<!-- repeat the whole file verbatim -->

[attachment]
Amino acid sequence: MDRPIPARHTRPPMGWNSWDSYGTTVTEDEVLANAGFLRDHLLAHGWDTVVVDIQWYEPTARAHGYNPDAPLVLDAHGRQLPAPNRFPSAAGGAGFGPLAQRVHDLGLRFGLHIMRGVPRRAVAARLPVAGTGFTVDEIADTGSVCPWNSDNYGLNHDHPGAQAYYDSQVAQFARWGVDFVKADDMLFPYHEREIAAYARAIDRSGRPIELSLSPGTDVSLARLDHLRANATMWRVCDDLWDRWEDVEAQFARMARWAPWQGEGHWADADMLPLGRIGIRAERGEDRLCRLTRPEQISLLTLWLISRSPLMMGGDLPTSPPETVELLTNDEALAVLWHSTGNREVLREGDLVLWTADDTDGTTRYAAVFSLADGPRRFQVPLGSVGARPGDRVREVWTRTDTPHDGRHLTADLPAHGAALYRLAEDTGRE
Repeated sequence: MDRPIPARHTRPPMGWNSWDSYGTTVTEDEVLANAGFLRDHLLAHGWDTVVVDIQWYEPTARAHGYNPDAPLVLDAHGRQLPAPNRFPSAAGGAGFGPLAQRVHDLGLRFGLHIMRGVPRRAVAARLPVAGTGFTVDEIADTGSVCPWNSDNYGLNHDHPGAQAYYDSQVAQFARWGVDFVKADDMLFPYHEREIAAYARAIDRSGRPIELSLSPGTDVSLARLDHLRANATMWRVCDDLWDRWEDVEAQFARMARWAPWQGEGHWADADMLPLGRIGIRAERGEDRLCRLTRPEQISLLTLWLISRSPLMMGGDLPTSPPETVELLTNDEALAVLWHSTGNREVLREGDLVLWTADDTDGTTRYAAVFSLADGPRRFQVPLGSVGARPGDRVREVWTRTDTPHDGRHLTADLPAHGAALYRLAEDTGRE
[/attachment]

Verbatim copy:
Amino acid sequence: MDRPIPARHTRPPMGWNSWDSYGTTVTEDEVLANAGFLRDHLLAHGWDTVVVDIQWYEPTARAHGYNPDAPLVLDAHGRQLPAPNRFPSAAGGAGFGPLAQRVHDLGLRFGLHIMRGVPRRAVAARLPVAGTGFTVDEIADTGSVCPWNSDNYGLNHDHPGAQAYYDSQVAQFARWGVDFVKADDMLFPYHEREIAAYARAIDRSGRPIELSLSPGTDVSLARLDHLRANATMWRVCDDLWDRWEDVEAQFARMARWAPWQGEGHWADADMLPLGRIGIRAERGEDRLCRLTRPEQISLLTLWLISRSPLMMGGDLPTSPPETVELLTNDEALAVLWHSTGNREVLREGDLVLWTADDTDGTTRYAAVFSLADGPRRFQVPLGSVGARPGDRVREVWTRTDTPHDGRHLTADLPAHGAALYRLAEDTGRE
Repeated sequence: MDRPIPARHTRPPMGWNSWDSYGTTVTEDEVLANAGFLRDHLLAHGWDTVVVDIQWYEPTARAHGYNPDAPLVLDAHGRQLPAPNRFPSAAGGAGFGPLAQRVHDLGLRFGLHIMRGVPRRAVAARLPVAGTGFTVDEIADTGSVCPWNSDNYGLNHDHPGAQAYYDSQVAQFARWGVDFVKADDMLFPYHEREIAAYARAIDRSGRPIELSLSPGTDVSLARLDHLRANATMWRVCDDLWDRWEDVEAQFARMARWAPWQGEGHWADADMLPLGRIGIRAERGEDRLCRLTRPEQISLLTLWLISRSPLMMGGDLPTSPPETVELLTNDEALAVLWHSTGNREVLREGDLVLWTADDTDGTTRYAAVFSLADGPRRFQVPLGSVGARPGDRVREVWTRTDTPHDGRHLTADLPAHGAALYRLAEDTGRE